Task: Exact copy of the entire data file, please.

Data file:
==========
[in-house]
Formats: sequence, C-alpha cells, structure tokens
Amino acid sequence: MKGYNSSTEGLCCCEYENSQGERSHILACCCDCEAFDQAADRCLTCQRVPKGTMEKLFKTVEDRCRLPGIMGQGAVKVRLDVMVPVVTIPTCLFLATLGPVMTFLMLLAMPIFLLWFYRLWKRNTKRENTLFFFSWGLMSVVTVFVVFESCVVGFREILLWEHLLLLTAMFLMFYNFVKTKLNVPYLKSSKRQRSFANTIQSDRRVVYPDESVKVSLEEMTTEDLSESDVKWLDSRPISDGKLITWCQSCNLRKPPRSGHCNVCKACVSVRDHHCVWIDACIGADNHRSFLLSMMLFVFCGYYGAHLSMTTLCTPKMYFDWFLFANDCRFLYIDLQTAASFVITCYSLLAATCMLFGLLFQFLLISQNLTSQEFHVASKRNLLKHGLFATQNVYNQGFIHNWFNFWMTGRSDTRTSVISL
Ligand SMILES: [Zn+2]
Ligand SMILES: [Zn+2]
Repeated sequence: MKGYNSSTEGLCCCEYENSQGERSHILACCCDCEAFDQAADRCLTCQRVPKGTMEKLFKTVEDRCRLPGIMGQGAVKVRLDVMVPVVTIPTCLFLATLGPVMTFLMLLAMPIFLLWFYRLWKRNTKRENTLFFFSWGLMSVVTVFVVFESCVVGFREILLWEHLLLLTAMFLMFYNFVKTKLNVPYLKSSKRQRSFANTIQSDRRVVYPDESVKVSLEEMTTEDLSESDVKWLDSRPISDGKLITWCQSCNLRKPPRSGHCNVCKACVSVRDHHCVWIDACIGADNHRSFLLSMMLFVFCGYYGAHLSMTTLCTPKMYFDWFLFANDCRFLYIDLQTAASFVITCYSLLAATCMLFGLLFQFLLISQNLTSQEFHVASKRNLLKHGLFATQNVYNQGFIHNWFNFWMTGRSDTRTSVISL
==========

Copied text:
[in-house]
Formats: sequence, C-alpha cells, structure tokens
Amino acid sequence: MKGYNSSTEGLCCCEYENSQGERSHILACCCDCEAFDQAADRCLTCQRVPKGTMEKLFKTVEDRCRLPGIMGQGAVKVRLDVMVPVVTIPTCLFLATLGPVMTFLMLLAMPIFLLWFYRLWKRNTKRENTLFFFSWGLMSVVTVFVVFESCVVGFREILLWEHLLLLTAMFLMFYNFVKTKLNVPYLKSSKRQRSFANTIQSDRRVVYPDESVKVSLEEMTTEDLSESDVKWLDSRPISDGKLITWCQSCNLRKPPRSGHCNVCKACVSVRDHHCVWIDACIGADNHRSFLLSMMLFVFCGYYGAHLSMTTLCTPKMYFDWFLFANDCRFLYIDLQTAASFVITCYSLLAATCMLFGLLFQFLLISQNLTSQEFHVASKRNLLKHGLFATQNVYNQGFIHNWFNFWMTGRSDTRTSVISL
Ligand SMILES: [Zn+2]
Ligand SMILES: [Zn+2]
Repeated sequence: MKGYNSSTEGLCCCEYENSQGERSHILACCCDCEAFDQAADRCLTCQRVPKGTMEKLFKTVEDRCRLPGIMGQGAVKVRLDVMVPVVTIPTCLFLATLGPVMTFLMLLAMPIFLLWFYRLWKRNTKRENTLFFFSWGLMSVVTVFVVFESCVVGFREILLWEHLLLLTAMFLMFYNFVKTKLNVPYLKSSKRQRSFANTIQSDRRVVYPDESVKVSLEEMTTEDLSESDVKWLDSRPISDGKLITWCQSCNLRKPPRSGHCNVCKACVSVRDHHCVWIDACIGADNHRSFLLSMMLFVFCGYYGAHLSMTTLCTPKMYFDWFLFANDCRFLYIDLQTAASFVITCYSLLAATCMLFGLLFQFLLISQNLTSQEFHVASKRNLLKHGLFATQNVYNQGFIHNWFNFWMTGRSDTRTSVISL